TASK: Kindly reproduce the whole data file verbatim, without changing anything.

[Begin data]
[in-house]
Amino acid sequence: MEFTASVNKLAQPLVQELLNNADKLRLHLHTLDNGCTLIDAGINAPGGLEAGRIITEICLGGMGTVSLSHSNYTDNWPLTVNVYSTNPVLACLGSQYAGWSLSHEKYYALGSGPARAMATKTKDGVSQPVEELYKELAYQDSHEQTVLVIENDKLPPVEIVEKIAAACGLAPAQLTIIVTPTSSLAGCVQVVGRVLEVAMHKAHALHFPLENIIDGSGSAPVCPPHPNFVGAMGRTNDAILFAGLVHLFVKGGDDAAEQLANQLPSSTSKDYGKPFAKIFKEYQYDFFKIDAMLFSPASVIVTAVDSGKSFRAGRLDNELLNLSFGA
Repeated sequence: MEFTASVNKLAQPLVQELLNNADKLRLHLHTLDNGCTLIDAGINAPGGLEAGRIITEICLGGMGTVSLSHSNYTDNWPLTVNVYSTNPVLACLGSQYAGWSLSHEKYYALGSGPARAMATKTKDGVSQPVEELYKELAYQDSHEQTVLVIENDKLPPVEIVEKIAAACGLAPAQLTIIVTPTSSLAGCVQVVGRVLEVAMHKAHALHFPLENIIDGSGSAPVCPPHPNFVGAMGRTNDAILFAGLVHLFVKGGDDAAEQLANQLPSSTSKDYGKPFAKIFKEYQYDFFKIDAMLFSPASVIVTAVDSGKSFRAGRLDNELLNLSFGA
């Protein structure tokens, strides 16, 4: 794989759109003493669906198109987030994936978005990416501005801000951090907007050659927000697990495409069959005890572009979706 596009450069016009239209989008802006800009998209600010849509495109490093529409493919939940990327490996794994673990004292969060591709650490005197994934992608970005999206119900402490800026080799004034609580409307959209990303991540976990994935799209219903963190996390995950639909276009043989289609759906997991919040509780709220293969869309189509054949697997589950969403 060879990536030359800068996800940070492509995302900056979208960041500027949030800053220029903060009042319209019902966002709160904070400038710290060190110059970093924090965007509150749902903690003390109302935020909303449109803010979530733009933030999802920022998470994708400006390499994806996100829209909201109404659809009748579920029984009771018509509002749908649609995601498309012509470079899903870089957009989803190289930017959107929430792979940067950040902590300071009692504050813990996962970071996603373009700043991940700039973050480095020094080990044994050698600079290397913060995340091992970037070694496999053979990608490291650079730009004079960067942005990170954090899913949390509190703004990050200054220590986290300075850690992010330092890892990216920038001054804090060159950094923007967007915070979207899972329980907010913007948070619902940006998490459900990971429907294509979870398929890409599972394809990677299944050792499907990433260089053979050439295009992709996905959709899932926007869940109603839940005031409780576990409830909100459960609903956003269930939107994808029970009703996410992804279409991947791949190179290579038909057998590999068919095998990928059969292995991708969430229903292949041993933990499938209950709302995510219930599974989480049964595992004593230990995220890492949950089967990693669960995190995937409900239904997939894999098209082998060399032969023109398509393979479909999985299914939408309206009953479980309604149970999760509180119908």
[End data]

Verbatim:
[in-house]
Amino acid sequence: MEFTASVNKLAQPLVQELLNNADKLRLHLHTLDNGCTLIDAGINAPGGLEAGRIITEICLGGMGTVSLSHSNYTDNWPLTVNVYSTNPVLACLGSQYAGWSLSHEKYYALGSGPARAMATKTKDGVSQPVEELYKELAYQDSHEQTVLVIENDKLPPVEIVEKIAAACGLAPAQLTIIVTPTSSLAGCVQVVGRVLEVAMHKAHALHFPLENIIDGSGSAPVCPPHPNFVGAMGRTNDAILFAGLVHLFVKGGDDAAEQLANQLPSSTSKDYGKPFAKIFKEYQYDFFKIDAMLFSPASVIVTAVDSGKSFRAGRLDNELLNLSFGA
Repeated sequence: MEFTASVNKLAQPLVQELLNNADKLRLHLHTLDNGCTLIDAGINAPGGLEAGRIITEICLGGMGTVSLSHSNYTDNWPLTVNVYSTNPVLACLGSQYAGWSLSHEKYYALGSGPARAMATKTKDGVSQPVEELYKELAYQDSHEQTVLVIENDKLPPVEIVEKIAAACGLAPAQLTIIVTPTSSLAGCVQVVGRVLEVAMHKAHALHFPLENIIDGSGSAPVCPPHPNFVGAMGRTNDAILFAGLVHLFVKGGDDAAEQLANQLPSSTSKDYGKPFAKIFKEYQYDFFKIDAMLFSPASVIVTAVDSGKSFRAGRLDNELLNLSFGA
């Protein structure tokens, strides 16, 4: 794989759109003493669906198109987030994936978005990416501005801000951090907007050659927000697990495409069959005890572009979706 596009450069016009239209989008802006800009998209600010849509495109490093529409493919939940990327490996794994673990004292969060591709650490005197994934992608970005999206119900402490800026080799004034609580409307959209990303991540976990994935799209219903963190996390995950639909276009043989289609759906997991919040509780709220293969869309189509054949697997589950969403 060879990536030359800068996800940070492509995302900056979208960041500027949030800053220029903060009042319209019902966002709160904070400038710290060190110059970093924090965007509150749902903690003390109302935020909303449109803010979530733009933030999802920022998470994708400006390499994806996100829209909201109404659809009748579920029984009771018509509002749908649609995601498309012509470079899903870089957009989803190289930017959107929430792979940067950040902590300071009692504050813990996962970071996603373009700043991940700039973050480095020094080990044994050698600079290397913060995340091992970037070694496999053979990608490291650079730009004079960067942005990170954090899913949390509190703004990050200054220590986290300075850690992010330092890892990216920038001054804090060159950094923007967007915070979207899972329980907010913007948070619902940006998490459900990971429907294509979870398929890409599972394809990677299944050792499907990433260089053979050439295009992709996905959709899932926007869940109603839940005031409780576990409830909100459960609903956003269930939107994808029970009703996410992804279409991947791949190179290579038909057998590999068919095998990928059969292995991708969430229903292949041993933990499938209950709302995510219930599974989480049964595992004593230990995220890492949950089967990693669960995190995937409900239904997939894999098209082998060399032969023109398509393979479909999985299914939408309206009953479980309604149970999760509180119908």